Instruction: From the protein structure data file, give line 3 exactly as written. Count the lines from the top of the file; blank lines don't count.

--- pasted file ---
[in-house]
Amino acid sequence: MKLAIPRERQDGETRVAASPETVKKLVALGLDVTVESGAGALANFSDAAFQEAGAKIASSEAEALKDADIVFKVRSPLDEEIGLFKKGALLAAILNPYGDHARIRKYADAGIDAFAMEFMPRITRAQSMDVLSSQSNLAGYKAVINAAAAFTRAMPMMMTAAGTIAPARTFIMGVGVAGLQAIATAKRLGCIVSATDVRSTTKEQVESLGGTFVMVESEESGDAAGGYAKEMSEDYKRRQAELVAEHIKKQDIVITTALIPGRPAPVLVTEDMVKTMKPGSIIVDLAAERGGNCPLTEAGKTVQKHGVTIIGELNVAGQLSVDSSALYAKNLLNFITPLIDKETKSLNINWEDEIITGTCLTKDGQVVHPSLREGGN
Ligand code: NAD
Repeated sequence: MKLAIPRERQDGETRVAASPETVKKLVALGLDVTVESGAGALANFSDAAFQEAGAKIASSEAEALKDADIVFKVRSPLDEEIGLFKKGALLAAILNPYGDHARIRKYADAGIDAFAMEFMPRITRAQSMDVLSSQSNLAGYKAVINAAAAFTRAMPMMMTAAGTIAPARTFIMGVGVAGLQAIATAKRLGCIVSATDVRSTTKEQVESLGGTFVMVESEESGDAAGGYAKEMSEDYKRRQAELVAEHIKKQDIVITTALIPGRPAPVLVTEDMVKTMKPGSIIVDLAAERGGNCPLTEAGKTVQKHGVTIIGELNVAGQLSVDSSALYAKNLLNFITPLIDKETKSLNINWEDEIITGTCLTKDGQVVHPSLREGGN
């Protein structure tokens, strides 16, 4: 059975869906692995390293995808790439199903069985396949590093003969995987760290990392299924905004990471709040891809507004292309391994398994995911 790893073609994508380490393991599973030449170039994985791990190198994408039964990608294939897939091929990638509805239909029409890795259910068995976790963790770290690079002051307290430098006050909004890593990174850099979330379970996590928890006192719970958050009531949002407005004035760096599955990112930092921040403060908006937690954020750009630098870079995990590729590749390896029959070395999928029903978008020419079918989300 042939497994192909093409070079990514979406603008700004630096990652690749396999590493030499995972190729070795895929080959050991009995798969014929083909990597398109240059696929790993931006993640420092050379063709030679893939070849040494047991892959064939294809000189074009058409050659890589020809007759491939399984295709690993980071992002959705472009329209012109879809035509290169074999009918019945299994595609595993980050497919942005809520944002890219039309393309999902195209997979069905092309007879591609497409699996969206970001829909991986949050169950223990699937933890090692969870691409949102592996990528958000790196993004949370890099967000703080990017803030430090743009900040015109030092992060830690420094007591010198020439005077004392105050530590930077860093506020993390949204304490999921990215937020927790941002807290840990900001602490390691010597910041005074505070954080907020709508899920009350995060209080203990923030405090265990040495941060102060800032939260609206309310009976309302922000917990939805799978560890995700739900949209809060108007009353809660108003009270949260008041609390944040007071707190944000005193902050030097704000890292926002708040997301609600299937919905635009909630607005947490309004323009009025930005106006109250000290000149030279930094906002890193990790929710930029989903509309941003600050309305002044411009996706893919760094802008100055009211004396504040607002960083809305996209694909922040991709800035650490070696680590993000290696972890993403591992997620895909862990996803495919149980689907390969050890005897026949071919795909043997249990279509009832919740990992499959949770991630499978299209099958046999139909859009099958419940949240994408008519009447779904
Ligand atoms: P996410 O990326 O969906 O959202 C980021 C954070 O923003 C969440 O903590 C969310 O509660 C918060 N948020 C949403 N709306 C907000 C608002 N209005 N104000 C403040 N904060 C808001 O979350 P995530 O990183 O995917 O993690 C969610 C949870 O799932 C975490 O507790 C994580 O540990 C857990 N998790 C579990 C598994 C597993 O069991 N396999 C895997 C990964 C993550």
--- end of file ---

Ligand code: NAD